• AAAAA: Elite Edge 5A
    • AAAAAA: Blade Nerd HQ 6A

An Example of Applying BREES

Chris was able to pass all three of the first levels effortlessly, using a brand-new knife. So far, Chris has an “AAA” rating, because tests at levels 1-3 each received an “A” rating.

Next, Chris was able to cut through paracord effortlessly (an “A” at level 4), and cut carving wood to 2mm depth starting parallel to the cutting surface with typical effort (a “B” at level 5) . After this, Chris had to exert additional effort when cutting through tin (resulting in a “C” at level 6).

This resulted in AAAA + B + C. At this level, only the AAAA part is kept, so Chris has an Expert Edge.


  • What if I don’t want to cut into metal with my knife just to test the sharpness?
    • First: You can use one of the other specified materials at that level.
    • Second: Keep in mind that where you stop in your testing is up to you. BREES does NOT require an exhaustive test. BREES is a practical rating system and requires applied effort to real-world tests, but there is no specified ending level for your own ratings. Be flexible and keep it simple.
    • Third: BREES is not a “how good is my knife in an emergency” or “how prepared am I” test. BREES was designed as a “how sharp do I want my edge to be” planning and measuring aid for everyday use. You probably don’t need to max out your score. An AAA or AAAA rating is more than good enough for most people.
    • Tip: Decide what level you want to aim for in your sharpening. This planning aid is part of the reason why BREES exists.

BREES Background

When I was a youngster, I used to watch my dad spend hours sharpening the various knives in his collection. He liked to carve, whittle, and collect knives. We would look through knife catalogs together and he’d say things like “GEE WHIZ, what pretty knives they have nowadays! Would ya lookit that one!” Dad was a very educated guy, but he couldn’t hold back those expressions from his rough-and-tumble childhood.

My dad grew up in Rock Springs, Wyoming, during the depression. It was a mining town with a colorful mash-up of cultures. Then during the war years, his family moved to Bremerton, Washington to work in the shipyards. A new adventure—and his dad was even an air raid warden!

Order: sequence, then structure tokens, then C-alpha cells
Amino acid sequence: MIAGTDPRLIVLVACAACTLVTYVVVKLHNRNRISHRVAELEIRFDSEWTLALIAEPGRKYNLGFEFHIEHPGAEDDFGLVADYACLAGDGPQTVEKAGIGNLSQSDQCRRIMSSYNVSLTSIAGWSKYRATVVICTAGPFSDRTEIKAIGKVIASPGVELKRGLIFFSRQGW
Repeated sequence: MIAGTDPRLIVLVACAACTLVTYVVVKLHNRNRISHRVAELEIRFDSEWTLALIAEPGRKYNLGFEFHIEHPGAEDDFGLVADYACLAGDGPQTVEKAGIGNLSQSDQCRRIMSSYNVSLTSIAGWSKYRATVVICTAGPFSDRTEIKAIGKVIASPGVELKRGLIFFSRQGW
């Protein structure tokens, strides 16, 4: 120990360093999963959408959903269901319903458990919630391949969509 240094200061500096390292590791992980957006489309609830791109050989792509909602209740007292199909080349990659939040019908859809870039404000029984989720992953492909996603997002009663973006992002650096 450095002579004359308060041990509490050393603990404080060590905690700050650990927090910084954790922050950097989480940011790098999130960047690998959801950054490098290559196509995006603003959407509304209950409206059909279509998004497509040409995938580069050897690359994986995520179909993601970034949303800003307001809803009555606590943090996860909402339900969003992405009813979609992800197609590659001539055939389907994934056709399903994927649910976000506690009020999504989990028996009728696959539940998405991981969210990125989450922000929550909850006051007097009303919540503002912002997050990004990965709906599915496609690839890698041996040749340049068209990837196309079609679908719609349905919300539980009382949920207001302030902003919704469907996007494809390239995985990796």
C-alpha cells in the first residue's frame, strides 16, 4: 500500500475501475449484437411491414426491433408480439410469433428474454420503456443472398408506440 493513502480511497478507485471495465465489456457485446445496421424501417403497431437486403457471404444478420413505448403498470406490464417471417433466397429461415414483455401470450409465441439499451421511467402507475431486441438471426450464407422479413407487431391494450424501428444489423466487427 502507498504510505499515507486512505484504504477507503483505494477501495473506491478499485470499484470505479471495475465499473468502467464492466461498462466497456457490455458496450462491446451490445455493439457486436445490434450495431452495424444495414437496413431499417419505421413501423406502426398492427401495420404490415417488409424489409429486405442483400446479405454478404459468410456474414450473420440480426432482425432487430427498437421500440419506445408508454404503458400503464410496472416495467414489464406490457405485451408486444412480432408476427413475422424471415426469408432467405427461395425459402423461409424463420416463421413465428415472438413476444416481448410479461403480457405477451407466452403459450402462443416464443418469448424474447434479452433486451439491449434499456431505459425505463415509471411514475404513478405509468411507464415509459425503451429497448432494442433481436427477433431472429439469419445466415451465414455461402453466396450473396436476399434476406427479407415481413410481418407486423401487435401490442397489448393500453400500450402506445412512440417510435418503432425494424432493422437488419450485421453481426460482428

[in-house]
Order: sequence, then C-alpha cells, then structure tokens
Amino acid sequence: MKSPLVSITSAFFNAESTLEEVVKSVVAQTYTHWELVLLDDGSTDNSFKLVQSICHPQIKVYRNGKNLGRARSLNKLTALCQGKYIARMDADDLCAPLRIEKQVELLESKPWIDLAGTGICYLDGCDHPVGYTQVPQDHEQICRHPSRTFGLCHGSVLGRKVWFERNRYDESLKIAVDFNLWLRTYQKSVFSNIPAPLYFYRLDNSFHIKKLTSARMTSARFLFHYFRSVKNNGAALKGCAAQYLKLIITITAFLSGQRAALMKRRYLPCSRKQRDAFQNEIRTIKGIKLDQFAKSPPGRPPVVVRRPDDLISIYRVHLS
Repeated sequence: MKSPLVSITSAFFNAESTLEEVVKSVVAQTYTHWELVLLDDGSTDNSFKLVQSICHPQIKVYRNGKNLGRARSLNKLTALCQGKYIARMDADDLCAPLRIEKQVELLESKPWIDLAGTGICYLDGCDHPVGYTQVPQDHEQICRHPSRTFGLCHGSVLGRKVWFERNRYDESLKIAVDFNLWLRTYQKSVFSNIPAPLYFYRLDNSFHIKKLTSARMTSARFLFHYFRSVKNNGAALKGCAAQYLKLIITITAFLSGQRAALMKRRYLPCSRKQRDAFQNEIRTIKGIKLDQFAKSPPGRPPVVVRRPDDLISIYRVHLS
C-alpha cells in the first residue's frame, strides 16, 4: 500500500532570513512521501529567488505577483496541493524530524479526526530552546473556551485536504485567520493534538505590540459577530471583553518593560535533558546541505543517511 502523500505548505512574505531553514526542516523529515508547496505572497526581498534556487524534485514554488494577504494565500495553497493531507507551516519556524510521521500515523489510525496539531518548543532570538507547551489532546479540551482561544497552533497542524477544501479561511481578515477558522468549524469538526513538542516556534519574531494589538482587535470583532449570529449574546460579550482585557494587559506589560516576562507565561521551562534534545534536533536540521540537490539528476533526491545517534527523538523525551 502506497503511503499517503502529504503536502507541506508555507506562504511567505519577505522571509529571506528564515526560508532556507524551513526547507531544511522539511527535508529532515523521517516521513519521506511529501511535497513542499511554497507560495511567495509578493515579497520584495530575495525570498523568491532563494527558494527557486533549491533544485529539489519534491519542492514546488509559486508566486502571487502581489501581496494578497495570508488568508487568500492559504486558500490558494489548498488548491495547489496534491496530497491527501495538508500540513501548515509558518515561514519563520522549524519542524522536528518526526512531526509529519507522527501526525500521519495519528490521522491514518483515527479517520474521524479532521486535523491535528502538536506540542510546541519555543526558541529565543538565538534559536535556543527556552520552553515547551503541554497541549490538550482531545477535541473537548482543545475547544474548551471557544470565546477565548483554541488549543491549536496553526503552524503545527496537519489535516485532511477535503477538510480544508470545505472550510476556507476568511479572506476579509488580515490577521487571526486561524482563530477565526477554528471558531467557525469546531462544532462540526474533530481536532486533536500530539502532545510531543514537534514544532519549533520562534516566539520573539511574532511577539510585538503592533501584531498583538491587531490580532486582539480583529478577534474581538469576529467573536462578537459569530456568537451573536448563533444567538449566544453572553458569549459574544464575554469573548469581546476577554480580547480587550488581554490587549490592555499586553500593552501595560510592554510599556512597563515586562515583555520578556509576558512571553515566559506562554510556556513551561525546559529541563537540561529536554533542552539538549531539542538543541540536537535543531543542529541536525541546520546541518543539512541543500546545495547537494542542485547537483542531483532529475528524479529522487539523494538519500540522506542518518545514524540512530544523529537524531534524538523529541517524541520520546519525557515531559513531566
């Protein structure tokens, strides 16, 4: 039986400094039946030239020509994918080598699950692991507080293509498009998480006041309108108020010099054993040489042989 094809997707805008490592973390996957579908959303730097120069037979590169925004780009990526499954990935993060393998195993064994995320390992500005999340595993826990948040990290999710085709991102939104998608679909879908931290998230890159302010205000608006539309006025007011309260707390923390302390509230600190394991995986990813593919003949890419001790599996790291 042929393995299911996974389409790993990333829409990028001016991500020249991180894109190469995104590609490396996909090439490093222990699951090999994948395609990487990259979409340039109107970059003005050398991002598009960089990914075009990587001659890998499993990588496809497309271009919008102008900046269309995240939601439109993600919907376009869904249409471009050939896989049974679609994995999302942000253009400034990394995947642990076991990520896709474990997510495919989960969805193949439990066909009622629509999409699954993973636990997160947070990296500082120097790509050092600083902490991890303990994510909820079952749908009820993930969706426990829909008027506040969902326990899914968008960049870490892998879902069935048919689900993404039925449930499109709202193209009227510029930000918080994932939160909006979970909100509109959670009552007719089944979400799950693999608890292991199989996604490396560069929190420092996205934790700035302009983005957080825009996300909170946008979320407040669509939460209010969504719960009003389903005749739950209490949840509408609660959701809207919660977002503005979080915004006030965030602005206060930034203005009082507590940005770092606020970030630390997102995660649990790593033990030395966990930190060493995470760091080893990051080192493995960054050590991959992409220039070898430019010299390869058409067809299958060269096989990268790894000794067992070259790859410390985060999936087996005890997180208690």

Dad used to dig in surplus junk piles for old British pith helmets, and play war, army, whatever. Those were the days when boys and men loved a good hunting rifle and a knife or two—but they couldn’t get too fancy, since there was a lot of other stuff to save for as well. So as an adult, dad loved that he could afford to buy fancy european blades or just some budget knives with fancy designs on the sides.

And me—as a kid’s allowance and budget went, my parents seemed to alternate between periodic extreme generosity and depression-style thrift lectures. As I used my small collection of randomly-gifted knives in various outdoor & scouting activities, I also found some favorite formats. Lockbacks, SAKs, plier-tools, and so on. Sometimes grandma would even send me budget gimmick knives or tools and I’d use ‘em whenever I could. Thanks grandma for the crescent wrench with a corkscrew!

Decades later, I designed BREES after getting into the EDC hobby. I had purchased an EDC pocket knife that wasn’t very sharp. I spent a lot of time sharpening it, for how cheap it was. But I liked how it felt in my hand, and it was kind of unique, so I kept going.

As I sharpened and re-tested the blade, I noticed that it was helpful to compare the cuts it made to similar cuts by other knives.

At the same time though, I didn’t need this basic EDC knife to be as sharp as my sharpest knives. So, how sharp did it need to be?

I thought about this and decided to design my own comparison system based on how the cuts felt & looked. This way, it’d be easier to figure out when I could stop focusing on sharpening my blade, and start counting on it for my normal tasks.

The result, BREES, has been satisfying to use because it provides a practicality-based rating as a result, rather than just “really sharp” or “so-so sharp” or “dull”.

I decided to publish BREES in case others might also find a slightly more objective measuring system helpful.

More About BREES & Friendly Licensing

BREES was created by Marc Carson. First Publishing, 2022-12-12.

BREES is released under CC-BY-SA 2.0, with Attribution Required. Please feel free to share, print, and post as long as the BREES author’s name, “Marc Carson”, is included in the result.

A link back to this article is also appreciated, but not strictly required.

Please note that this license is open to remixing / adaptation as long as attribution to the original author is provided. Enjoy!